Smoking kills Victorians as young as 30

Christine McGinn

Victorian smokers would be foolish to think youth is on their side when it comes to avoiding death, a new analysis of health data reveals.

Almost 180 Victorians, aged 30 to 49, died from tobacco-related diseases in 2011, while 393 Victorians in their 50s died from smoking in the same period, the Australian Burden of Disease Study data reveals.

Quit Victoria director Dr Sarah White says it's been known for decades that "tobacco is deadly", but there's now proof cigarettes are killing people at an earlier age than most realise.

"Every single one of these deaths could have been prevented," Dr White said.

"These aren't just numbers, they're people who have left behind young children, partners, friends and family. We must continue to take action to deter people from starting to smoke and to help people to quit."

More than 4400 Victorians died from smoking in 2011 - more than triple the number of alcohol-related deaths, which include road traffic accidents, assaults, self-harm and chronic disease, the data reveals.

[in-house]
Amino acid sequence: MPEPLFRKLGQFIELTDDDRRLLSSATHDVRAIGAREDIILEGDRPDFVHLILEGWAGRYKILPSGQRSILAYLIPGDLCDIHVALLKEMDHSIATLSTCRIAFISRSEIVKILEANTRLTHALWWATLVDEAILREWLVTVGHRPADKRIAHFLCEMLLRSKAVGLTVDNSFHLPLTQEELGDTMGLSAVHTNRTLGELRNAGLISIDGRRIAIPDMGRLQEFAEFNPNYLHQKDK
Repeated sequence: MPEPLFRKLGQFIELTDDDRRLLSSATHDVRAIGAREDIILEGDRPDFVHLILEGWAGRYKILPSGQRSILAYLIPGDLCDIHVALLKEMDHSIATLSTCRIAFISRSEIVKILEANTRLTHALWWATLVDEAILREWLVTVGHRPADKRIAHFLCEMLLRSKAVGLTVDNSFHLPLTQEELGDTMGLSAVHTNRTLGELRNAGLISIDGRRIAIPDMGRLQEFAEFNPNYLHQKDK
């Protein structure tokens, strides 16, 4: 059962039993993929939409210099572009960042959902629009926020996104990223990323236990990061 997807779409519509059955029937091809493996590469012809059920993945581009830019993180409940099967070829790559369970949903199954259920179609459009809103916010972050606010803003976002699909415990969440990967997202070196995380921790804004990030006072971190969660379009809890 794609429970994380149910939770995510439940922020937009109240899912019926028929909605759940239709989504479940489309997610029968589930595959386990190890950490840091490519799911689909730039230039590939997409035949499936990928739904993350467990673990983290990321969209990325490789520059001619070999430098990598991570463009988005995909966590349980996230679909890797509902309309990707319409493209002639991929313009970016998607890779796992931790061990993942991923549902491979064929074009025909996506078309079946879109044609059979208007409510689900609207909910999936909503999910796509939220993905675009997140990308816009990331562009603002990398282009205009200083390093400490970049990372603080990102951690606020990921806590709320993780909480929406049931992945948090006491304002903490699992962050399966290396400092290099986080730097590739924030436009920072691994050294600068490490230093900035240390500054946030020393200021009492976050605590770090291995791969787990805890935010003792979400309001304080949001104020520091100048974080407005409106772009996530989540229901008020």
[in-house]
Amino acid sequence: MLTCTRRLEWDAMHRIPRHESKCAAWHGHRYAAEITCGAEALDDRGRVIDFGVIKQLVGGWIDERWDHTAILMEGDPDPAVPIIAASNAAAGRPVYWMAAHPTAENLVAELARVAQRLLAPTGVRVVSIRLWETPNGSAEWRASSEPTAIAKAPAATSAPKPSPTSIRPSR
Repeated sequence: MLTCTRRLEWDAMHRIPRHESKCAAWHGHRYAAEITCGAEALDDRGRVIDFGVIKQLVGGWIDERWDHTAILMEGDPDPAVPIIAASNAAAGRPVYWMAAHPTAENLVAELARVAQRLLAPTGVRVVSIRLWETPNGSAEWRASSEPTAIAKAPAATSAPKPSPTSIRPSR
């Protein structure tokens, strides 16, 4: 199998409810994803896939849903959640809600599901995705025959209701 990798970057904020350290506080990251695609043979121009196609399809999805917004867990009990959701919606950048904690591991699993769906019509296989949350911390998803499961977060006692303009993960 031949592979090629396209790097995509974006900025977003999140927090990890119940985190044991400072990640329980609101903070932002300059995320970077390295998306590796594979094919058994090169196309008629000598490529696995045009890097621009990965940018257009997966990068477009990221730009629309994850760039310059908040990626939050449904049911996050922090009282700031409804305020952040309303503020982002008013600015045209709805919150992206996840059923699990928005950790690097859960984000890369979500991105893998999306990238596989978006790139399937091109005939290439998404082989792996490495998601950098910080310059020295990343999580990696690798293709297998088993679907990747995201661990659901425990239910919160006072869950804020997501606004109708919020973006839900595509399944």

Dr White said public education campaigns were essential to educate people about the "serious, life-threatening risks associated with smoking" and not be fooled by businesses' marketing campaigns.

"The health consequences of smoking will catch up with them, and it might be sooner than they realise," she said.

Victoria's health department chief preventive health officer Bruce Bolam said more needed to be done to prevent tobacco-related diseases and reduce the cost on the community.

"Smoking is still the leading preventable cause of death and disability in Victoria, accounting for eight per cent of the total disease burden. No other modifiable risk factor puts as much strain on Victoria's healthcare system as tobacco," Dr Bolam said.

In 2011, smoking killed:

* 24 Victorians in their 30s

* 155 Victorians in their 40s

* 393 Victorians in their 50s.

* 4427 Victorians in total.

Source: Data from the Australian Burden of Disease Study 2011 published in the Australian Institute of Health and Welfare, 2016. Analysis by the Health Intelligence Unit of the Victorian Department of Health & Human Services from April 2018.